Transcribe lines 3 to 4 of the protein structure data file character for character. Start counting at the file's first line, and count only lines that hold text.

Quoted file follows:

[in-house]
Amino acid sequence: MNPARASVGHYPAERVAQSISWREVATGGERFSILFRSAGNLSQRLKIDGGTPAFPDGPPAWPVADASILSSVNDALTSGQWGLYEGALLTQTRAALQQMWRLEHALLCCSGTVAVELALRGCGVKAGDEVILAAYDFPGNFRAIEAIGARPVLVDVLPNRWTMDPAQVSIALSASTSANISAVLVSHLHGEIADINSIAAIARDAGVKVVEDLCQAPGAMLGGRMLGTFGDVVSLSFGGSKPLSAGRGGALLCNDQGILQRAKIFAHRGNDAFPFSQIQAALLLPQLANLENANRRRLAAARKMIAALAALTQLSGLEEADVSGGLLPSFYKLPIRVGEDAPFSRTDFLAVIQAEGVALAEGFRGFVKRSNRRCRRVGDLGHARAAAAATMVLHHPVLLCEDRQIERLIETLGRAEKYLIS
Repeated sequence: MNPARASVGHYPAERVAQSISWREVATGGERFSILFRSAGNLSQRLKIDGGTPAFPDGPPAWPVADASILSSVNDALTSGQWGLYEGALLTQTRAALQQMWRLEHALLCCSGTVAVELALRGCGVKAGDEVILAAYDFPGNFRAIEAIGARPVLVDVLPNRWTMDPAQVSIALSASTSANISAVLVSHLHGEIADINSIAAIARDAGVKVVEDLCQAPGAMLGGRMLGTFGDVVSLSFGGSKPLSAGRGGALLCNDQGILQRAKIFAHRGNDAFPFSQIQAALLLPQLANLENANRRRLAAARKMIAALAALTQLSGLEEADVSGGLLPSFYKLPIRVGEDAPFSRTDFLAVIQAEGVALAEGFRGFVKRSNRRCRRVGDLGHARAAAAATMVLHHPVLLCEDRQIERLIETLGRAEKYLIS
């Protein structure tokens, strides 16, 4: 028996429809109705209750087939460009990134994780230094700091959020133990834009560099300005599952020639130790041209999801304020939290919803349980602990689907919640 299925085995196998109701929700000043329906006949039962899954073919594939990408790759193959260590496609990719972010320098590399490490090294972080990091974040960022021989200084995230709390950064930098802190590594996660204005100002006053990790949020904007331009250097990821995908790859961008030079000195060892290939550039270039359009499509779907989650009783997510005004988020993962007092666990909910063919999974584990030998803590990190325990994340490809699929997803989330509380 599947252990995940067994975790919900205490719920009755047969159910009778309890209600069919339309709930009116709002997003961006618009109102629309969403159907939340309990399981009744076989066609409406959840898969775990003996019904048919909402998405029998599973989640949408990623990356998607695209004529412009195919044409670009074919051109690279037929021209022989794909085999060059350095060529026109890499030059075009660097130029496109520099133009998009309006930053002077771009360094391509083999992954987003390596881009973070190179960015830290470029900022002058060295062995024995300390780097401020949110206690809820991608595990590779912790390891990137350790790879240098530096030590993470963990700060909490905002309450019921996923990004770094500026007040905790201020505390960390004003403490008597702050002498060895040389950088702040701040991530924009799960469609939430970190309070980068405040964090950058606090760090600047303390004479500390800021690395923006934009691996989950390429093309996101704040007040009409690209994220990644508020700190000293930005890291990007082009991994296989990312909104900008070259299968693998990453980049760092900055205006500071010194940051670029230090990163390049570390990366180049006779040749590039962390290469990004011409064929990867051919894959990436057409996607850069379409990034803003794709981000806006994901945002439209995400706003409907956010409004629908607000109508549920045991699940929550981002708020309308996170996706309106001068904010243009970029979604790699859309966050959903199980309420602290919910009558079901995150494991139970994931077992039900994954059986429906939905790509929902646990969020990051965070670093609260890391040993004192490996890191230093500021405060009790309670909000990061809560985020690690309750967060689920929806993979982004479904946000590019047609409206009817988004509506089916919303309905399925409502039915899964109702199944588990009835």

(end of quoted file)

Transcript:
Repeated sequence: MNPARASVGHYPAERVAQSISWREVATGGERFSILFRSAGNLSQRLKIDGGTPAFPDGPPAWPVADASILSSVNDALTSGQWGLYEGALLTQTRAALQQMWRLEHALLCCSGTVAVELALRGCGVKAGDEVILAAYDFPGNFRAIEAIGARPVLVDVLPNRWTMDPAQVSIALSASTSANISAVLVSHLHGEIADINSIAAIARDAGVKVVEDLCQAPGAMLGGRMLGTFGDVVSLSFGGSKPLSAGRGGALLCNDQGILQRAKIFAHRGNDAFPFSQIQAALLLPQLANLENANRRRLAAARKMIAALAALTQLSGLEEADVSGGLLPSFYKLPIRVGEDAPFSRTDFLAVIQAEGVALAEGFRGFVKRSNRRCRRVGDLGHARAAAAATMVLHHPVLLCEDRQIERLIETLGRAEKYLIS
């Protein structure tokens, strides 16, 4: 028996429809109705209750087939460009990134994780230094700091959020133990834009560099300005599952020639130790041209999801304020939290919803349980602990689907919640 299925085995196998109701929700000043329906006949039962899954073919594939990408790759193959260590496609990719972010320098590399490490090294972080990091974040960022021989200084995230709390950064930098802190590594996660204005100002006053990790949020904007331009250097990821995908790859961008030079000195060892290939550039270039359009499509779907989650009783997510005004988020993962007092666990909910063919999974584990030998803590990190325990994340490809699929997803989330509380 599947252990995940067994975790919900205490719920009755047969159910009778309890209600069919339309709930009116709002997003961006618009109102629309969403159907939340309990399981009744076989066609409406959840898969775990003996019904048919909402998405029998599973989640949408990623990356998607695209004529412009195919044409670009074919051109690279037929021209022989794909085999060059350095060529026109890499030059075009660097130029496109520099133009998009309006930053002077771009360094391509083999992954987003390596881009973070190179960015830290470029900022002058060295062995024995300390780097401020949110206690809820991608595990590779912790390891990137350790790879240098530096030590993470963990700060909490905002309450019921996923990004770094500026007040905790201020505390960390004003403490008597702050002498060895040389950088702040701040991530924009799960469609939430970190309070980068405040964090950058606090760090600047303390004479500390800021690395923006934009691996989950390429093309996101704040007040009409690209994220990644508020700190000293930005890291990007082009991994296989990312909104900008070259299968693998990453980049760092900055205006500071010194940051670029230090990163390049570390990366180049006779040749590039962390290469990004011409064929990867051919894959990436057409996607850069379409990034803003794709981000806006994901945002439209995400706003409907956010409004629908607000109508549920045991699940929550981002708020309308996170996706309106001068904010243009970029979604790699859309966050959903199980309420602290919910009558079901995150494991139970994931077992039900994954059986429906939905790509929902646990969020990051965070670093609260890391040993004192490996890191230093500021405060009790309670909000990061809560985020690690309750967060689920929806993979982004479904946000590019047609409206009817988004509506089916919303309905399925409502039915899964109702199944588990009835």